Using logistic_growth to identify a more transmissible/fit lineage?

I have just finalized a build on ~1750 genomes that we have collected so far in Hawaii.
Lately, the B.1.429 lineage has been the dominating variant detected here.
For this particular build, I looked at the interesting logistic_growth value, calculated as shown in this
fascinating discussion between mostly Trevor @trvrb and John @jlhudd .
I need more time to understand the subtleties of how this calculated value reflects or not a lineage that is more transmissible or fit to expand in a certain context (with limitations caused by non-uniform or insufficient sampling), but I would be very grateful if you could look below and tell me whether do you think this is a red herring or a true sub-lineage of interest.

The B.1.429 lineage seems to be split into a few sub-clades that are either below or above 0 in terms of logistic_growth:

What seems to differentiate the clades that are above from the ones that are below 0 is a mutation in the nucleocapsid protein - N:M234I (M is blue in the screenshot above and I is yellow)

If you look at the time-resolved tree of these samples colored by logistic_growth, the clades below the N:M234I mutation are all orange-red, showing the same idea:

Now, if I look at the latest North America Nextstrain build (which has though only 108 B.1.429 sequences) in the same way:,map,frequencies&f_pango_lineage=B.1.429&l=scatter&m=div&p=grid&scatterY=logistic_growth
it looks somewhat similar, since there are two subclades of B.1.429, one with a slightly positive logistic_growth value (~0.38) and one with a slightly negative value (~ -0.05).

Unfortunately, both these values fall into the same color bin if you color by logistic_growth, but you can still see the positive or negative value if you hover over the tips:,map,frequencies&f_pango_lineage=B.1.429&m=div&p=grid

What is different is that there are some subclades that are not under N:M234I that still have a positive value for logistic_growth. In fact, everything that is under C12100T and C8947T seem to have a positive value (although in our tree, all the samples have both C12100T and C8947T, but they are still separated in subclades with positive and negative logistic_growth values).

The Andersen lab has a community Nextstrain build that has 517 B.1.429’s, but unfortunately they don’t do their builds calculating logistic_growth at least not yet:,frequencies&f_pangolin_lineage=B.1.429&p=full

So my question(s) are:

  • can we assert that we see some subclades that have increased transmissibility, or is it just sampling noise?
  • can we link the higher logistic_growth value to a particular mutation or not (it seems not, by looking at the global build data)?

Your insight would be highly appreciated.
Thank you,

Your link to the original discussion and code is very useful by the way.

My understanding is that logistic growth L=0.38 is saying that your lineage was exp(L/12)=1.032 times smaller one month earlier (when everything else is kept the same) and a significant growth would be more something like L > 5.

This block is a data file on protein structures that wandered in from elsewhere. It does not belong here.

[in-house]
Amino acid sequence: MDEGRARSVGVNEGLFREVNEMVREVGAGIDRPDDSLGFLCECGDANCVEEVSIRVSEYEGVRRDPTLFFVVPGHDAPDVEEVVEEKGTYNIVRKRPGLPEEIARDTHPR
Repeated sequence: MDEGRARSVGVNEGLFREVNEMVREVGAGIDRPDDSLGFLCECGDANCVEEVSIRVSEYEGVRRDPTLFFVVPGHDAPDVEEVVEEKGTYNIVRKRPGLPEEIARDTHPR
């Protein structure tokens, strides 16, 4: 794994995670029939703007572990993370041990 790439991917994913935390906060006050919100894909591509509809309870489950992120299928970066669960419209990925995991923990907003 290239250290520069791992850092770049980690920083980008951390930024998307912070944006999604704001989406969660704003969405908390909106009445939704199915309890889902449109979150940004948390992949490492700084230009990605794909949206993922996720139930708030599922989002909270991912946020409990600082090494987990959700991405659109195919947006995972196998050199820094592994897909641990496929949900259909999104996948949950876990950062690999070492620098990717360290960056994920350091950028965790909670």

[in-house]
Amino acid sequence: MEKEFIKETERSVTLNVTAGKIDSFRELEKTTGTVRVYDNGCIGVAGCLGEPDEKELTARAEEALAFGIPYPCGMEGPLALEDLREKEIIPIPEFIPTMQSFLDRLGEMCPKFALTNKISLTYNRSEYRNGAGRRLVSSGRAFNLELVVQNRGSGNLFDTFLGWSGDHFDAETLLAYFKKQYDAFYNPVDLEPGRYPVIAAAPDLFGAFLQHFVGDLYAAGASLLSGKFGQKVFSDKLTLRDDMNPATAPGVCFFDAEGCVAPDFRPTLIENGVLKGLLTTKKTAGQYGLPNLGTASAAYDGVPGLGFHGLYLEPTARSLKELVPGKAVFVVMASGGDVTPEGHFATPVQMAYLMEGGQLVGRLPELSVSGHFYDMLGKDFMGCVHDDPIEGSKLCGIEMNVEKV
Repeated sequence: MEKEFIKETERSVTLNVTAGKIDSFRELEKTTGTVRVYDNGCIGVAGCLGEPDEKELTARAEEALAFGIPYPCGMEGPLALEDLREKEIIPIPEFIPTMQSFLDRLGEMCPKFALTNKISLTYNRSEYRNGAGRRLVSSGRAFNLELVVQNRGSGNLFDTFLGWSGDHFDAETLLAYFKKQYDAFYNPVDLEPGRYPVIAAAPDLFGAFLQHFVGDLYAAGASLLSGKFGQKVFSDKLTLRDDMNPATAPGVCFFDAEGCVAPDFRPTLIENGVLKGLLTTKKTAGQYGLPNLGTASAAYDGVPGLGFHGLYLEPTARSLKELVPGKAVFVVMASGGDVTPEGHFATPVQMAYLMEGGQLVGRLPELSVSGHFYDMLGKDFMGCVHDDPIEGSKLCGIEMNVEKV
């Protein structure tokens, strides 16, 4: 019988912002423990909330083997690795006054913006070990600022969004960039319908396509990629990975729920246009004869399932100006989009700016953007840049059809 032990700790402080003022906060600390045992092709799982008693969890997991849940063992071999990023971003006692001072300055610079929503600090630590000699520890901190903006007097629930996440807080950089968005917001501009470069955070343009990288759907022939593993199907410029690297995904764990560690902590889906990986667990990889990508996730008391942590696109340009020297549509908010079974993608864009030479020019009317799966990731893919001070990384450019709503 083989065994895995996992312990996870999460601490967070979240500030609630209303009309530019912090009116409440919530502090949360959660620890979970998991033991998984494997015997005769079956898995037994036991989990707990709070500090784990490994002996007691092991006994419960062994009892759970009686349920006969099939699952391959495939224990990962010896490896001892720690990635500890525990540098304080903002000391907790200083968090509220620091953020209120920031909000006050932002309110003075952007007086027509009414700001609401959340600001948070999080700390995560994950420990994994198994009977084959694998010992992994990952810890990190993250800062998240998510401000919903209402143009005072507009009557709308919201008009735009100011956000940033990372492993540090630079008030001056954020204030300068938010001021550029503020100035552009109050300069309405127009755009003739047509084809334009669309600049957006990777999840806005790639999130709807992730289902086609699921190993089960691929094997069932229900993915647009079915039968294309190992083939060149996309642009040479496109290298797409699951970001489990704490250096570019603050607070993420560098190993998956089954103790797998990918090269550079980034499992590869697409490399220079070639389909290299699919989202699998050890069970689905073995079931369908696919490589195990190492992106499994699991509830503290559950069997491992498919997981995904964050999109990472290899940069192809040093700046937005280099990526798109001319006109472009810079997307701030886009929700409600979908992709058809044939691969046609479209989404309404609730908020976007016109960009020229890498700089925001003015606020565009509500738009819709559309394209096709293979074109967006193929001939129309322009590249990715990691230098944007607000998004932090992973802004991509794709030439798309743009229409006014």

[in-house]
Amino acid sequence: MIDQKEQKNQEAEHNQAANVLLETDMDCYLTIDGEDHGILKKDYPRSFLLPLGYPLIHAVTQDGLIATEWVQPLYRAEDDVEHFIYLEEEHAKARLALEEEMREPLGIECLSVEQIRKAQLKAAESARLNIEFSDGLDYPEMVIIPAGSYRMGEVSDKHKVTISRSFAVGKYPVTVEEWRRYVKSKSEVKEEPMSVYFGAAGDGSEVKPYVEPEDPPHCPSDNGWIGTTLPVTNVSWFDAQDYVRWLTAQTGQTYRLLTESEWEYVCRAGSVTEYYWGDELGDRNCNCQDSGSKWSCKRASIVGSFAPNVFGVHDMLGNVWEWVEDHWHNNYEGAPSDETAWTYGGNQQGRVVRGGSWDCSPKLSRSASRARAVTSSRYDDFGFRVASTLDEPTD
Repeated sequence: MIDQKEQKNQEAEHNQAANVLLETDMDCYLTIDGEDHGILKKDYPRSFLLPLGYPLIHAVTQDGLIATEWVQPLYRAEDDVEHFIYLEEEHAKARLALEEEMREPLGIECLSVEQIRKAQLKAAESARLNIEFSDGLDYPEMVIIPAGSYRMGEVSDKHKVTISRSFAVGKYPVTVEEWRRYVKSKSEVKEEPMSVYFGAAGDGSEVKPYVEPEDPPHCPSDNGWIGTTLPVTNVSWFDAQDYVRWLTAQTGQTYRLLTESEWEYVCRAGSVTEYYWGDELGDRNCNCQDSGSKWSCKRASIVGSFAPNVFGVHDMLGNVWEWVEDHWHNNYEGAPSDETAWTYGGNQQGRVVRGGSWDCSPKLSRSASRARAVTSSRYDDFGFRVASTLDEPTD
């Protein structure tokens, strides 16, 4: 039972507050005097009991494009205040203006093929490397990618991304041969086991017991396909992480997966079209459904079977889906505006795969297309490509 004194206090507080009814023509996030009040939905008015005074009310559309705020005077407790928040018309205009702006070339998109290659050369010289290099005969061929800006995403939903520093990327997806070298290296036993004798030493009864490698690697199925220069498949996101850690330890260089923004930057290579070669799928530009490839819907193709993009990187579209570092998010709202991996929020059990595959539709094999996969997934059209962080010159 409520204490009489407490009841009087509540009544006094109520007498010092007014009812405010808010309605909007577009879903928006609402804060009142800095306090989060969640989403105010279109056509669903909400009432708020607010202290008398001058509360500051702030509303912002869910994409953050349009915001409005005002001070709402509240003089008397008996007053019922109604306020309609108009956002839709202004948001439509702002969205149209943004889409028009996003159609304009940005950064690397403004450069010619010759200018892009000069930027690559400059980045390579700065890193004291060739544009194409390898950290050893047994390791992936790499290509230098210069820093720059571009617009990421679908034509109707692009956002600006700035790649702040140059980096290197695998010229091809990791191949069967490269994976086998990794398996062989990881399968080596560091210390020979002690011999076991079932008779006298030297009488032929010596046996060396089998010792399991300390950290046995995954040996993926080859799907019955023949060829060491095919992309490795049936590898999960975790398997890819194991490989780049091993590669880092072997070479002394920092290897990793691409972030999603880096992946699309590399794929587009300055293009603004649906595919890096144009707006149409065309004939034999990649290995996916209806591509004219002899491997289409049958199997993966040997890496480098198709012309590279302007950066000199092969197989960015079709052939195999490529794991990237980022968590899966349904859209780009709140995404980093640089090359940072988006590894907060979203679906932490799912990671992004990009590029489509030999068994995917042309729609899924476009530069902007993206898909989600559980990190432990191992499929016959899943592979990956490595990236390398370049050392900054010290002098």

If there are only two lineages under exponential growth a exp(b t), c exp(d t) with t the time in year then their frequencies follow the logistic functions f(t)= a/c exp((b-d)t)/(a/c exp((b-d)t)+1), 1-f(t)

and augur aims at finding the L=b-d matching the frequency data (over one month?) for this lineage.

Indeed. But in fact the logistic growth value in my dataset for the subclade of interest is around 5 (It is 0.38 in the global build only, where there are much less sequences of this clade). It is in fact very similar to the value for the B.1.1.7 and P.1, which is around 8 (data not shown, I might post a screenshot later). My question was more towards whether this value could be just caused by sampling bias. Thanks for chiming in, though!

Our sampling strategy, by the way, is to have a random number of samples from the positive community samples, distributed as evenly as possible across different geographical locations. We do occasionally sequence additional samples from outbreaks, though. In this case, I think that the tree I’m showing includes one small outbreak in the beginning of the timeline. I guess I would have to make a build downsampling that outbreak to mitigate the effect it might have on the logistic growth calculation.

I just wanted to add a screenshot of the logistic growth scatter plot for all the variants of concern in our dataset. B.1.1.7 and P1 are at about 8, which makes perfect sense.
There are a few other VOCs (B.1.351, B.1.427 and B.1.526) which are below zero for logistic growth. The tips of these lineages though end in the past (there are no recent samples within these lineages).
The B.1.429 though has different sub-lineages at either positive or negative logistic growth values (the positive ones being around 5).
This is what prompted my initial question - is this a good reason to label a sub-clade as more transmissible or fit or it’s likely sampling noise?
Looking at the screenshot attached to this post, it seems that all the lineages that have tips in the past are below 0, which makes sense, but there is one sub-lineage in B.1.429 that is still sampled in the present, but its logistic growth value is below zero. Does that mean that it is maybe a less transmissible/fit sub-lineage?